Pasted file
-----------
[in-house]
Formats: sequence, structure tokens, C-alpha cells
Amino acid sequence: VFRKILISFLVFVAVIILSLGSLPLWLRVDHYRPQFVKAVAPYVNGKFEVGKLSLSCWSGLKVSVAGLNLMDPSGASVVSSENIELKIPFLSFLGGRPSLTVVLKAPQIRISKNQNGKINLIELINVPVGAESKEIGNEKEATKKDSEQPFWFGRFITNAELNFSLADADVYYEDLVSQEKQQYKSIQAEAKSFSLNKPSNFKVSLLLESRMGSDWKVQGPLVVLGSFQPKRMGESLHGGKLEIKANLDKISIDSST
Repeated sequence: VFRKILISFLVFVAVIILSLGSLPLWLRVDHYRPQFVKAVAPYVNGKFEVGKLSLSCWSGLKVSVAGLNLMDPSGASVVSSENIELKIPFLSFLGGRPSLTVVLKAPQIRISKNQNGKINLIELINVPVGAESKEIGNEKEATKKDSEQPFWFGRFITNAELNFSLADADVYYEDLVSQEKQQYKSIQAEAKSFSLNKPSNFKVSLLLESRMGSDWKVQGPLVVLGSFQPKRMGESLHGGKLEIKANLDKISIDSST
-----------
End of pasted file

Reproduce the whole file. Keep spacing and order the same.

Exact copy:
[in-house]
Formats: sequence, structure tokens, C-alpha cells
Amino acid sequence: VFRKILISFLVFVAVIILSLGSLPLWLRVDHYRPQFVKAVAPYVNGKFEVGKLSLSCWSGLKVSVAGLNLMDPSGASVVSSENIELKIPFLSFLGGRPSLTVVLKAPQIRISKNQNGKINLIELINVPVGAESKEIGNEKEATKKDSEQPFWFGRFITNAELNFSLADADVYYEDLVSQEKQQYKSIQAEAKSFSLNKPSNFKVSLLLESRMGSDWKVQGPLVVLGSFQPKRMGESLHGGKLEIKANLDKISIDSST
Repeated sequence: VFRKILISFLVFVAVIILSLGSLPLWLRVDHYRPQFVKAVAPYVNGKFEVGKLSLSCWSGLKVSVAGLNLMDPSGASVVSSENIELKIPFLSFLGGRPSLTVVLKAPQIRISKNQNGKINLIELINVPVGAESKEIGNEKEATKKDSEQPFWFGRFITNAELNFSLADADVYYEDLVSQEKQQYKSIQAEAKSFSLNKPSNFKVSLLLESRMGSDWKVQGPLVVLGSFQPKRMGESLHGGKLEIKANLDKISIDSST